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19 July 2007 Edition

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Building party membership vital after General Election

Le Seachranaidhe
Ógra Shinn Féin
The General Election has come and gone. It brought some successes, but unfortunately more disappointments. Since the advent of the election much discussion and analysis has taken place within our movement. This analysis has focused mainly on; where we went wrong, where we failed to perform as expected, and where, if at all, we went right. However while this debate has been ongoing, is has done so predominantly, within Sinn Féin as a whole. Ógra have yet to make a detailed, mature and comprehensive analysis from our perspective. Hopefully this article will instigate such a discussion.
For the last few weeks efforts have been made to equate our dismal election result either to the squeeze element of what became a presidential-type election, or to round on our own leadership and place the blame for the result solely on their shoulders. It is necessary to be careful in whatever avenue we follow as over-criticising our own comrades may breed unnecessary dissension. While brooding about elements over which we had no control is also a fruitless exercise. What our organisation now needs is to give our analysis of all the elements of the election that affected the final result.
In the weeks leading up to the election it was trumpeted in some quarters as the most important election in the last 50 years if not more. This assertion was made within our party primarily because it was believed that we would do quite well. These myths that circulated our movement prior to May 24 were an integral part of where it went so wrong for us in this election. We built ourselves up, both internally and publicly, to such an extent that anyone would think we were going to be senior partners in the next government. This action was fatal. It isolated us not only from the elusive middle-class vote that we were canvassing in earnest, but also from our own supporters, and our working-class base, who were clearly dismayed with seemingly endless overtures to Fianna Fáil. The most important results of this election are the lessons we learn from it. Never again can we put ourselves on a pedestal as we did in this election.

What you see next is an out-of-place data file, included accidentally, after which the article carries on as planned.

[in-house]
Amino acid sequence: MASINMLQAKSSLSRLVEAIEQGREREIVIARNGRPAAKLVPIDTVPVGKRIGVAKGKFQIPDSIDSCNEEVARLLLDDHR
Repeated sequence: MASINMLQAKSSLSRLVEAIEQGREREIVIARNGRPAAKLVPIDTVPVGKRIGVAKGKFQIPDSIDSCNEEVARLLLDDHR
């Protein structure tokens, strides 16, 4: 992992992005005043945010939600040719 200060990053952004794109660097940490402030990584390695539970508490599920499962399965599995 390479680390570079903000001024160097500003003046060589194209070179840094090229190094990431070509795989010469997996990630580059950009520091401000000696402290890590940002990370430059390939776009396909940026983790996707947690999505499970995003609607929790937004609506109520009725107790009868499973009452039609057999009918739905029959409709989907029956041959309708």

From a youth aspect the holding of the election on a Thursday was indeed a severe blow in a lot of our priority areas. Despite an almost united front from the youth wings of elected parties, Bertie Ahern bull headedly insisted on a Thursday election. This was an obvious blow to our electoral prospects. However it also highlights a failure within our own organisation to utilise the student vote in constituencies with third level institutions. While of course people nowadays only have one vote, voters are legally entitled to register wherever they reside. While the absence of local voters obviously meant narrowly losing out on seats in more rural constituencies, the student vote does not seem to have appeared in the priority Dublin constituencies, nor in other areas like Cork and Waterford. This is certainly a point that must be addressed, and remedied by the next election. The student vote is one of our biggest assets and it must be exploited to its full potential.
In this election we also made the grave and eventually fatal mistake of underestimating the Fianna Fáil electoral machine. Every single one of the constituencies we had openly and publicly earmarked for gains, were areas where our vote paled in comparison to a much increased Fianna Fáil vote. Our over-enthusiasm regarding some seats caused alarm bells to ring in Treasury Buildings (FF Election HQ), and ultimately proved detrimental to our election result. Just as our election teams in the Six Counties are a force to be reckoned with, Fianna Fáil, with 81 years of electioneering under their belt cannot be underestimated during election time in this state. In the future we cannot afford to be so outgoing around priority seats and show a little bit more political clout if we ever want to succeed in this state.
Our political behaviour during the election was reprehensible. Not only did our party leadership decide to turn their back on one of our core economic policies, but they also violated their own Ard Fheis motion by making very clear and distinct advances to Fianna Fáil before polling day had even arrived. It is unreasonable to expect that the party leadership go back to the membership for every minute decision that has to be made. However, it is not too much to expect that an Ard Chomhairle honour its own commitments, if it is to maintain the confidence of the party membership. While this confidence is still certainly intact, it has suffered, and steps need now to be taken to repair the damage.
The members and supporters who we had on the ground during the election cannot in anyway be faulted for their superb dedication during the election. One point which should now be glaringly obvious to all members in the 26 Counties is that we need to increase our membership massively. The only time other political parties can mobilise their supporters is at election time, but when they do it they do so with devastating effect. As a campaigning party we prefer to have our members constantly working for the movement. Our members and elected reps are some of the best for community engagement in the country, but we all get tired. Ógra must be a pivotal part of this phase of re-building. It is our duty to step up to the mark and make ourselves relevant both inside and outside the party. We desperately need to increase our party membership so we can spread the workload, and when the time comes take power North and South, but take power on our terms.

An Phoblacht
44 Parnell Sq.
Dublin 1